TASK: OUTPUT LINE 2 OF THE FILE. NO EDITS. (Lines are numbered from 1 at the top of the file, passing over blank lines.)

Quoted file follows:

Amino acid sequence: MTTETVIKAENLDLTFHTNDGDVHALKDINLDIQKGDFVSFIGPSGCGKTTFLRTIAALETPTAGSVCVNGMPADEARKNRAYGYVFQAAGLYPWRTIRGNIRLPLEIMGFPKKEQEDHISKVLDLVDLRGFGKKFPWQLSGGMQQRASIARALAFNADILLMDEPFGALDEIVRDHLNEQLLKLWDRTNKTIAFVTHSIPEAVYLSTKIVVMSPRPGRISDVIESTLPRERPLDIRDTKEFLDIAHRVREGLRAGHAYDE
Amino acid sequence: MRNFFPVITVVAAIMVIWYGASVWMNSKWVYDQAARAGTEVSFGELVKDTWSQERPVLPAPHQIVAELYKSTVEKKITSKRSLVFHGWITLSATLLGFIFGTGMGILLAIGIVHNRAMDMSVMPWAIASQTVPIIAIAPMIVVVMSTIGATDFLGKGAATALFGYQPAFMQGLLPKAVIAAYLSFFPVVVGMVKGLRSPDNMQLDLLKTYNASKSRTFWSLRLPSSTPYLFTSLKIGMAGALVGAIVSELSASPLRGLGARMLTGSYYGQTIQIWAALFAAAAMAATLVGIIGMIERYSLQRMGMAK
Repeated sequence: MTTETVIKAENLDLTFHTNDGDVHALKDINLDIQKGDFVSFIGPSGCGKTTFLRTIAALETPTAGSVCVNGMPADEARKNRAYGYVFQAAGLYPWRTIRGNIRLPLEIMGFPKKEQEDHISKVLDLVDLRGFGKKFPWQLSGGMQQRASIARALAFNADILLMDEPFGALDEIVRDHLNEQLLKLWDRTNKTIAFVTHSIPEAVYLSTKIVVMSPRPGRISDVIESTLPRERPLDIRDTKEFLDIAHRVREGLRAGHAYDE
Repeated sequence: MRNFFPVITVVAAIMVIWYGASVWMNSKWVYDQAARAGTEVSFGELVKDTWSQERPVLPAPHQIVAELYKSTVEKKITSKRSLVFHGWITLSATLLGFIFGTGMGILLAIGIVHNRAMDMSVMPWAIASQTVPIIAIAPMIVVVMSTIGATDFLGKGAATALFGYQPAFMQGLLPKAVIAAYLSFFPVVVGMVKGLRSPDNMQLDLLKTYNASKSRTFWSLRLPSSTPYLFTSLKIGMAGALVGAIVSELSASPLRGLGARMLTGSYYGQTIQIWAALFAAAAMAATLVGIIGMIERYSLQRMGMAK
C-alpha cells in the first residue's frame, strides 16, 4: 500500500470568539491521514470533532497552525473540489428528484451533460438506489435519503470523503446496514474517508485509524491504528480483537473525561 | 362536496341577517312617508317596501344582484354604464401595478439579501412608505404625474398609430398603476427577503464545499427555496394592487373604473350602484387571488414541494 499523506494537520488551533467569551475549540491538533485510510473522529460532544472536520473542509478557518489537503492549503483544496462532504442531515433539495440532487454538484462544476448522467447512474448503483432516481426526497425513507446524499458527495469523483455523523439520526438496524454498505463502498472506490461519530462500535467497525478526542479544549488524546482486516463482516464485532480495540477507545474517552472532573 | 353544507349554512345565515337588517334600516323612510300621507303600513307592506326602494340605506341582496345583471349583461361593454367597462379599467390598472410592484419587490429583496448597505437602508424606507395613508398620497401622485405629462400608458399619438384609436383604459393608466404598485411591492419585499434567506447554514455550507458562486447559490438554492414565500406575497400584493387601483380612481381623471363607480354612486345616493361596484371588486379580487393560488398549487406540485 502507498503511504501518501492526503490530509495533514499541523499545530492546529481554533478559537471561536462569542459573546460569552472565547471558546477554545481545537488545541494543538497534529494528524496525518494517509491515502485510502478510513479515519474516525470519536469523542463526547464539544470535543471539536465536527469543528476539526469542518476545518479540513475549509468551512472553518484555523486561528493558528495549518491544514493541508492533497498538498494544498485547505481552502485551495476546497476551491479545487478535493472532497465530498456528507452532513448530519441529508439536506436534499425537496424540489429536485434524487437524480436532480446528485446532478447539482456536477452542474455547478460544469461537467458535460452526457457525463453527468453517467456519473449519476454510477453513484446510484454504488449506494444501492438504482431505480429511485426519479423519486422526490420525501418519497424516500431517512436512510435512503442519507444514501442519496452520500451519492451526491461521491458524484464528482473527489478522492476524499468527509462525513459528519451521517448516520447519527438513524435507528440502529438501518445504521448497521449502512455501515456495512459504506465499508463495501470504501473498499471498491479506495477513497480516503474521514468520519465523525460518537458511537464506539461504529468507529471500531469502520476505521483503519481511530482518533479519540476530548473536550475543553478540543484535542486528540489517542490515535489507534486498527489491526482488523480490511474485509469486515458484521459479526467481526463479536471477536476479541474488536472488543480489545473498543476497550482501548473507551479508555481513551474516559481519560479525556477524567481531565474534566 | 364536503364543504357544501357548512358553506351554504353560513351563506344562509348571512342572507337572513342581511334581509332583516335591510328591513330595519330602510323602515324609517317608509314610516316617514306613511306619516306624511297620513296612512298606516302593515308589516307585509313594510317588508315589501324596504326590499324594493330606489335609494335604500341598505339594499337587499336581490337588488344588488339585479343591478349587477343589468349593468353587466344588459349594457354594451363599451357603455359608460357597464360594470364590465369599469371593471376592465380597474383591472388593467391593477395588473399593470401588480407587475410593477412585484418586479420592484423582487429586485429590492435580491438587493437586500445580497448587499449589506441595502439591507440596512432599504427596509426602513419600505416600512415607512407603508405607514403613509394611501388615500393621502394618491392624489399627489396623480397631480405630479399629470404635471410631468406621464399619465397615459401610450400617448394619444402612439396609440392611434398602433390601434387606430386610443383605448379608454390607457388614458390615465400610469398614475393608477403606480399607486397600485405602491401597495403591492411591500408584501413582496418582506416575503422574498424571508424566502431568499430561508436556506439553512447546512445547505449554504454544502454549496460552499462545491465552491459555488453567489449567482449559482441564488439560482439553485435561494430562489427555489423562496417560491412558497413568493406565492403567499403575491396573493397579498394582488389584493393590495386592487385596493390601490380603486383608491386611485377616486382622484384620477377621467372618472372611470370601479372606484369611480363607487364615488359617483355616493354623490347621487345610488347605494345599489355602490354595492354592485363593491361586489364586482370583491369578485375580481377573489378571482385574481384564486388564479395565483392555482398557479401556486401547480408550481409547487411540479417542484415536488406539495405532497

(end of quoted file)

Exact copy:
Amino acid sequence: MRNFFPVITVVAAIMVIWYGASVWMNSKWVYDQAARAGTEVSFGELVKDTWSQERPVLPAPHQIVAELYKSTVEKKITSKRSLVFHGWITLSATLLGFIFGTGMGILLAIGIVHNRAMDMSVMPWAIASQTVPIIAIAPMIVVVMSTIGATDFLGKGAATALFGYQPAFMQGLLPKAVIAAYLSFFPVVVGMVKGLRSPDNMQLDLLKTYNASKSRTFWSLRLPSSTPYLFTSLKIGMAGALVGAIVSELSASPLRGLGARMLTGSYYGQTIQIWAALFAAAAMAATLVGIIGMIERYSLQRMGMAK